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Eat, Plant, and Learn to Love Good Food at Katchkie Farm

Rural Intelligence FoodBy Betsy Miller

Liz Neumark, CEO of Great Performances, a catering company based in New York City, had been catering for more than two decades when she took to joining CSAs, and gradually fell in love with locally-grown produce.  “For the first time in my life,” she says, “I knew what garlic and potatoes were supposed to taste like.”

“Being in the food business, I’d watched food become nothing but a commodity,” she explains.  “It flew in the face of the passion for the tastes and flavors associated with fresh food.”  She’d always dreamed of owning a farm. (“It’s in my Russian genes,” she says.)  So, in 2006, after searching in New Jersey and throughout the Hudson Valley, Liz bought 60 acres of long-unfarmed land in northwest Columbia County and created Katchkie Farm.

“Katchkie is Yiddish for duck, used as a term of endearment by generations of discerning Jewish mothers and grandmothers,” Neumark says. “My son is handsome; he looks nothing like a duck.  But I had promised him that my next project would be named for him.  His name is Sam!  For fun, I tell people it’s the name of an American Indian tribe. No one has questioned it!”

Great Performances uses most of the farm’s harvest, fresh-feeding not only their private wedding and event clients, and corporate clients as well.  Guests at venues such as Dizzy’s Club Coca-Cola at Lincoln Center and the ballroom event spaces at the revamped Plaza Hotel reap the benefits. 

Rural Intelligence Food“In catering work, we see the most privileged and fortunate New Yorkers, but a lot of our neighbors have never seen the kind of food we routinely serve,” says Neumark.  “So we conceived of an education facility that has become the heart of the farm, as a way to balance the abundance in our lives. .”

Working in conjunction with farm manager Bob Walker, Neumark “shares the wealth” through the Sylvia Center, a nonprofit organization that advocates farm education and children’s nutrition through year-round programs held in a Children’s Learning Kitchen in lower Manhattan, in schools and community centers throughout New York City, and at Katchkie Farm itself. After-school programs teach students about where their food comes from, how it is grown, and how to cook delicious simple meals with seasonal, local produce.  Katchkie also hosts farm visits for grade school children from throughout New York State, who plant in the Children’s Garden and learn about eating healthful foods.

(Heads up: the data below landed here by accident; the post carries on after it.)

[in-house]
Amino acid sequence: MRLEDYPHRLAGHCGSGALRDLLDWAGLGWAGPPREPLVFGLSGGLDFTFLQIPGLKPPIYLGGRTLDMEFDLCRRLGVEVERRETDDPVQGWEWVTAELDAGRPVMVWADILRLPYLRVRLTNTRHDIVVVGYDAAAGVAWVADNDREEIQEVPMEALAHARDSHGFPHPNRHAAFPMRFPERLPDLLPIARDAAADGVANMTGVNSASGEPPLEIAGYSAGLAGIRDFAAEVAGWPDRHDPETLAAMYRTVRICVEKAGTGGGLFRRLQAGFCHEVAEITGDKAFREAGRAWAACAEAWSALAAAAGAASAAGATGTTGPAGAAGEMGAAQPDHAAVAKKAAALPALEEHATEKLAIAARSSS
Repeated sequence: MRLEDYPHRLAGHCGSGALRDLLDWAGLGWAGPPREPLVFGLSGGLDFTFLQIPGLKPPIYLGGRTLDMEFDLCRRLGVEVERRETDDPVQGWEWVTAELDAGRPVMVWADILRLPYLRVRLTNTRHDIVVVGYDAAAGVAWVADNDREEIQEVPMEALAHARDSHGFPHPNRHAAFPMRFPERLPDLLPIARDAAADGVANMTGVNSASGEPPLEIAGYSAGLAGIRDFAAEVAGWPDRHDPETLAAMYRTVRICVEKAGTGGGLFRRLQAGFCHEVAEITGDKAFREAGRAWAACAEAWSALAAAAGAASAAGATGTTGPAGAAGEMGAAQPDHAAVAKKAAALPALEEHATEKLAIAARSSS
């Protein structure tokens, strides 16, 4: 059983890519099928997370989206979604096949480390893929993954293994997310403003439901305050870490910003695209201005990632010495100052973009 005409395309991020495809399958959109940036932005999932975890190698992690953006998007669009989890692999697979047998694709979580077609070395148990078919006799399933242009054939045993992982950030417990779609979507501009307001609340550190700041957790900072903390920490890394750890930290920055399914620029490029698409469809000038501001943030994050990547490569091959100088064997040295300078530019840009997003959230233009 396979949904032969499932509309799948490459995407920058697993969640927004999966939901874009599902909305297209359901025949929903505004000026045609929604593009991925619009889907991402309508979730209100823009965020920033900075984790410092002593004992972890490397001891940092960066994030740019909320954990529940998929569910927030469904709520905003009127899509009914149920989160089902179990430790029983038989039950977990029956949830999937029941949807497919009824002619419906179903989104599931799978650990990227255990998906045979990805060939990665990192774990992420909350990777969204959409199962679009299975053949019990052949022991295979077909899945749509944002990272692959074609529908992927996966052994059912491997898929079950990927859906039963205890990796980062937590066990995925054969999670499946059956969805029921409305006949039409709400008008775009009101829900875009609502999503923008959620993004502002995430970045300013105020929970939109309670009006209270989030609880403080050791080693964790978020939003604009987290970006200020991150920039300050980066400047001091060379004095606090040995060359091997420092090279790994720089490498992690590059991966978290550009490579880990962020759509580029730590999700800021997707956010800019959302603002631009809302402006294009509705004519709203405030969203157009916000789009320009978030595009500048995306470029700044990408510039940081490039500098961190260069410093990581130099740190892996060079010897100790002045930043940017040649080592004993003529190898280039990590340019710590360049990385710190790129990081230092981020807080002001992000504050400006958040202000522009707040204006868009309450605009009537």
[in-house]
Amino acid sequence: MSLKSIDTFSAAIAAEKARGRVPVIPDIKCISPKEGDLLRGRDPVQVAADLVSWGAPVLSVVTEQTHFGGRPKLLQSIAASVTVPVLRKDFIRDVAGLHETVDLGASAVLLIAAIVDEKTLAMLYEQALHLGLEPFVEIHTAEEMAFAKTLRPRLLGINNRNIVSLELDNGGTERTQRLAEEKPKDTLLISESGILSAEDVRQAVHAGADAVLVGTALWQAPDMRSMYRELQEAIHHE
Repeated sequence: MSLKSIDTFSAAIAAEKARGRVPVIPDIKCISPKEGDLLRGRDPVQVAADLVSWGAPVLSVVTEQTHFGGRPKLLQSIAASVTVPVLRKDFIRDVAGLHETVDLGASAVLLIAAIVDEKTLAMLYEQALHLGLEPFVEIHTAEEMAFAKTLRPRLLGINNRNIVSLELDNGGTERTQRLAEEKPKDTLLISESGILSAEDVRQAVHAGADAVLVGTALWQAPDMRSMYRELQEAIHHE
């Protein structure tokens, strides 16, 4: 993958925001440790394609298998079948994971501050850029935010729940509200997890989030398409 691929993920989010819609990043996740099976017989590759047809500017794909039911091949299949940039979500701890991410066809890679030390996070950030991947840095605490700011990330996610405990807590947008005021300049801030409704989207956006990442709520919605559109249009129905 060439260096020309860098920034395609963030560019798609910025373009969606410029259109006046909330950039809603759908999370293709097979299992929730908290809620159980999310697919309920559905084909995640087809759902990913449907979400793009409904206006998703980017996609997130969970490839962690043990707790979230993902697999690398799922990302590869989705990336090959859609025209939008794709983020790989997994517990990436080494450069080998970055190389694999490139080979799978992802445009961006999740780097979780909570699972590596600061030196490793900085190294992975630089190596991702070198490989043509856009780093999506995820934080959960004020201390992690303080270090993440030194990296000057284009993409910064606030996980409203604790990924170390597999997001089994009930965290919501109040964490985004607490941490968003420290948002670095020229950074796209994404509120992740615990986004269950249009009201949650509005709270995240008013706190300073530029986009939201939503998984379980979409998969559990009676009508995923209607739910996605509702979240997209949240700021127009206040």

Rural Intelligence FoodOn July 16, the Sylvia Center will be a beneficiary of the third annual Farm-To-Table al fresco dining event at Katchkie Farm.  As always, a team of chefs from Great Performances will do the cooking on site.  Participants will eat at tables set up in the same field where much of the menu—ricotta-stuffed zucchini blossoms, heirloom tomato and summer bean salad, mini-eggplant parmesan tarts with tomato sauce and hand-pulled mozzarella, Hudson Valley skirt steak over quick braised kale with sweet onions—was grown.  Auxiliary producers such as Local Ocean, a fresh and salt water fish farm in nearby Hudson, and Hudson-Chatham Winery keep the mileage from farm-to-table at a minimum and the freshness at a maximum.

This year, proceeds from the dinner will be divided evenly between the Columbia Land Conservancy and the Sylvia Center, thus nurturing both future farms and future farmers.  “When everyone is seated together at this event, the sense of community is almost overwhelming,” Rural Intelligence Food concludes Neumark.  “A transformation takes place that night; we shed our other skins and just become neighbors.”

Katchkie Farm-to-Table Dinner
Saturday July 16, 5 p.m.

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Posted by Marilyn Bethany on 06/22/11 at 04:37 AM • Permalink